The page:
If anyone wants to argue with me and tell me that Republicans and conservatives are already in the information war — they are going to have an uphill climb.
Those who get their news and information from the right places know the country is in trouble in every area due to the advance of nutty liberalism. The party that pushes that failed ideology is the Democratic Party. Despite liberalism’s failures, a recent Rasmussen “Generic Congressional Ballot” poll showed that Americans would choose a Democrat over a Republican 41-37.
Here’s a bit of the text from the Rasmussen report:
Democrats hold a four-point lead over Republicans for the second week in a row on the Generic Congressional Ballot.
A new Rasmussen Reports national telephone survey for the week ending Sunday, February 23, finds that 41% of Likely U.S. Voters would vote for the Democrat in their district’s congressional race if the election were held today. Thirty-seven percent (37%) would choose the Republican instead.
Few people in politics are thinking at the level they need to. We have enough high, lofty theories to work with. What is needed is more low level thinking — way down at the street level, in the neighborhoods.
How often have you ever heard a conversation discussing the following?:
- Effective and far-reaching ways to get information to people in a manner that bypasses the media.
- What the best political campaigns actually do to reach voters in a way that wins converts.
- What it is that the tea partiers actually do, or don’t do — and should do.
It is a safe bet those are rare topics. What results is that on a weekly basis many Republicans and conservatives express despair — or give up altogether. That is understandable on a number of levels.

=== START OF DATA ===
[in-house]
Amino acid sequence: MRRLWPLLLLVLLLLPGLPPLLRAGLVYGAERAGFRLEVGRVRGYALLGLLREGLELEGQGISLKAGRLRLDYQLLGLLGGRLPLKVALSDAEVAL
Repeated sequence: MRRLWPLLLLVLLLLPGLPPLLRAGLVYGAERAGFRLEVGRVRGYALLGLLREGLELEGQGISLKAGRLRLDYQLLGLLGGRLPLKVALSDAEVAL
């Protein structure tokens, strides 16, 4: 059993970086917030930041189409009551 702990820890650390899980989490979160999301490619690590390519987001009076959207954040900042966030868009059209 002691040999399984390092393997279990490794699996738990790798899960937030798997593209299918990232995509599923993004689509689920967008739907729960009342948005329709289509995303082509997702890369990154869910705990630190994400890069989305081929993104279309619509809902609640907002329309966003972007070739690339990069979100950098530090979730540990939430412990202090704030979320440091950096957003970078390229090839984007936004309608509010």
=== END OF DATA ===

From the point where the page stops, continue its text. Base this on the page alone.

First, they still are not seeing the kind of leadership we are going to need to turn the country around. Second, they don’t know how they can practically make a difference. Third, when they do participate, the activities lead to incredible frustration — often because the activity is so limited — often because of the low caliber of the people they encounter inside the Republican Party.
Everything is going to be frustrating until our side gets serious about entering the national information war. Our researches and thinkers and commentators produce the kind of ammo that should bring victory — unfortunately that ammo isn’t used in anything but a micro capacity. Too often those with a sizable audience mostly just reach the choir.
Meanwhile, the uninformed and misinformed continue on their merry way, answering poll takers like the low information voters they are. Hey, none of this is fun to read or write, but as I recently read on a sign outside a church, “If the truth hurts, that means it’s working.”
Our side can learn mass communications, but it will require creativity, innovation, and the activity of a lot of people at the state and local level. We cannot wait for National Review, the Heritage Foundation, or even our elected officials to figure out that we are not reaching enough people. Leadership will have to come from lower levels. From the streets. From the neighborhoods. Those efforts will also require leadership. But I repeat myself.